We all make a few mistakes along life’s journey. Most of us would do things a little differently if we had the opportunity — perhaps chosen a different career, traveled more or spent more time with our families. The process of buying a home is no exception. Global marketing and research firm Ipsos recently published its survey finding of the most common mistakes homebuyers make. The Zillow sponsored survey found that 50 percent of homebuyers wish they had done things differently and listed their biggest mistakes.
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It’s not surprising that so many homebuyers admitted they made some mistakes. We see much clearer looking back than looking forward. We all make decisions based upon the information we have on hand at the time and our particular circumstances. As an example, although it may have looked like the right decision at the time, anyone who purchased a home at the peak of the real estate market would likely say they purchased at the wrong time or paid too high a price. Many homebuyers sincerely believed an adjustable rate mortgage was a wise decision or extracting equity through a cash-out refinancing made good economic sense. After all, California real estate always appreciated.
Buying a home is also an emotional decision. Often our feelings tend to override our analytical decision making. Buyers will often make hasty decisions or pay more than they had budgeted. There is a big difference in previewing a perfectly staged, decorated and spotless model home and real life. The infatuation fades after the moving boxes are unpacked.
“Pressured to make a decision” was a common complaint found among homebuyers who wished they could do things over again. Often they got caught up in a bidding situation and paid more or waved inspections or financing contingencies. Some became frustrated not finding a home that met their requirements and so gave up and settled for less. Others felt they were pressured to make a quick decision because there were few homes in their price range or available in the neighborhood or school district they wanted. Regardless of the reasons for the mistakes they made, here are the most common.
The most frequent mistake was the size or floor plan. The home was too small or the design didn’t work for their family. They discovered their kitchen was too small, the furniture was too big for the room size and there was not enough storage space. The formal dining room seemed like a nice feature at the time of their offer but was rarely used. The living room was isolated from the kitchen.
Families usually outgrow a home more quickly than they anticipate. The tidy, cozy, cute cottage can become a cramped maze of furniture, toys and clothes. When making a decision between size and condition, size matters. A home’s condition can generally be improved upon but increasing its size my not be as economically feasible.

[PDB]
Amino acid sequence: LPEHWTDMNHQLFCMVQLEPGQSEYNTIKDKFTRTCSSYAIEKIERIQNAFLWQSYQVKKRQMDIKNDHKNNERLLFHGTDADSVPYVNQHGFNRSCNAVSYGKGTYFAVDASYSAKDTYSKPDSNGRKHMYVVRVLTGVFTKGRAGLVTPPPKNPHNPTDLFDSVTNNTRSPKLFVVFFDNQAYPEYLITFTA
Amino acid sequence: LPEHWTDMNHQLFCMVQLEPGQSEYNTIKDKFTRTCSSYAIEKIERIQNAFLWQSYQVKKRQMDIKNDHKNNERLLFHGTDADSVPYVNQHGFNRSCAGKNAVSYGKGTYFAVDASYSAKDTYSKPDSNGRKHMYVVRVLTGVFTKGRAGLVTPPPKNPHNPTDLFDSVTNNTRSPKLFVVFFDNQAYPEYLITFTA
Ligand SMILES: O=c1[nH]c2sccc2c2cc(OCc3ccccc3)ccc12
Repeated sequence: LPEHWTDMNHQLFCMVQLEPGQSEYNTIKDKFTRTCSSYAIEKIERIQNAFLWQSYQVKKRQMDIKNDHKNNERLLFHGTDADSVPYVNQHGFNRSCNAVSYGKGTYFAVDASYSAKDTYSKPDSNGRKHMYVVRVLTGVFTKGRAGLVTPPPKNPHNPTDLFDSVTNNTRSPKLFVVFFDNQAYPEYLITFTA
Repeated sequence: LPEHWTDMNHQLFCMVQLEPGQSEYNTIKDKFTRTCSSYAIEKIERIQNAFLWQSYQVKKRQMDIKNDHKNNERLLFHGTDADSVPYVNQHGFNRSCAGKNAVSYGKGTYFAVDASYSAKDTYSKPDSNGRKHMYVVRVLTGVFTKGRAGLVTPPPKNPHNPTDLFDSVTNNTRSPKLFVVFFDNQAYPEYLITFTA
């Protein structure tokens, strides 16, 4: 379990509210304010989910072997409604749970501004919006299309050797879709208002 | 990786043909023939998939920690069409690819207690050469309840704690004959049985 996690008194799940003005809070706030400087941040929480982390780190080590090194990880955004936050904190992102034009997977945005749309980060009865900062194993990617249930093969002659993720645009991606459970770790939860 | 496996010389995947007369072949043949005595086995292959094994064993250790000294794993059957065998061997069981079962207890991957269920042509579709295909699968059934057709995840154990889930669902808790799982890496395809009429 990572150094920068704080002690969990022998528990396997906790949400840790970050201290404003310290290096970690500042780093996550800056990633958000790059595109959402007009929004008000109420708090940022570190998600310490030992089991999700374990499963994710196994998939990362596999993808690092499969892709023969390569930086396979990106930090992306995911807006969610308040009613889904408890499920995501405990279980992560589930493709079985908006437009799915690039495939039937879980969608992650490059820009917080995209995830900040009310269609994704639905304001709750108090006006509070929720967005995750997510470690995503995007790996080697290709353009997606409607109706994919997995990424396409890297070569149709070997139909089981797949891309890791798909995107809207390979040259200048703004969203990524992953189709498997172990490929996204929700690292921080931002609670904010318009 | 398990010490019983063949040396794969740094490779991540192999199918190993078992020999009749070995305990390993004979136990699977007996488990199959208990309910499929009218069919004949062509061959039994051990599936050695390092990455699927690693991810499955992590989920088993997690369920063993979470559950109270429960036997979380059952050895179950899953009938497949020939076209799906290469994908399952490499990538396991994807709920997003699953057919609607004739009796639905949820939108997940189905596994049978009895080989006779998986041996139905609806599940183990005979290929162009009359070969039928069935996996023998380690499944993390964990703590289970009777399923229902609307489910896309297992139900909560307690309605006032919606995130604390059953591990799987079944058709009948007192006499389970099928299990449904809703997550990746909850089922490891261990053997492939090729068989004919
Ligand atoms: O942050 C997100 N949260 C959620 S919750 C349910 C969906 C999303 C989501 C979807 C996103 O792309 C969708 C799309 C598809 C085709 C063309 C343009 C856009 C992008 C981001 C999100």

Forty percent of homeowners with regrets said they either paid too much or should have put more money down. Two-thirds were surprised at how much it cost to maintain their new home and 20 percent were surprised by the amount of the closing costs.
I suspect when property values increase we congratulate ourselves on making such an informed brilliant decision. We were skilled negotiators who recognized the opportunity. But when property values decline we kick ourselves for paying too much.
Despite the endless data and printed pages of mandated government disclosures, the mortgage process and associated “junk” or “garbage” (mortgage vernacular for closing costs) remain a mystery. Having saved for their down payment, homebuyers are often surprised to discover that closing costs may add up to 3 percent of their loan amount.
More than a quarter of the homeowners with regrets said they ended up not liking the neighbors or the neighborhood. There was too much traffic, loud neighbors, too many kids or not any, barking dogs, homeowners associations that were too restrictive, others that didn’t enforce the rules, criminal or vandalism activity and nosey or uncaring neighbors.
The location of a home will often dictate its value, therefore checking out the neighborhood is as important as conducting a whole house inspection. The Internet is a huge advantage for buyers who can find information on crime statistics, school rankings and church bake sales. Buyers should also drive the neighborhood in the evening and on weekends and talk to the neighbors.
Only 10 percent of homeowners said they should have purchased a home closer to work. The distance didn’t seem too far when they previewed the home during the week or on a weekend but the morning and evening rush hour traffic was more than they anticipated.
One in four homeowners had regrets about their yard. Twelve percent said they should have purchased a home with a bigger yard and 12 percent said they wished their yards were easier to maintain.
Beautiful lush landscaping can be very deceiving to a buyer who hasn’t any gardening experience. It’s lovely to look at upon previewing a home but most buyers have no idea as to the time or cost required to maintain. “We love the landscaping” becomes “We haven’t time for anything else.”
How about you? Any regrets about your home or what you would have done differently? If you have an unusual story, e-mail it to me.
Kern Calhoon is a real estate broker in El Dorado County. He can be reached at email@example.com.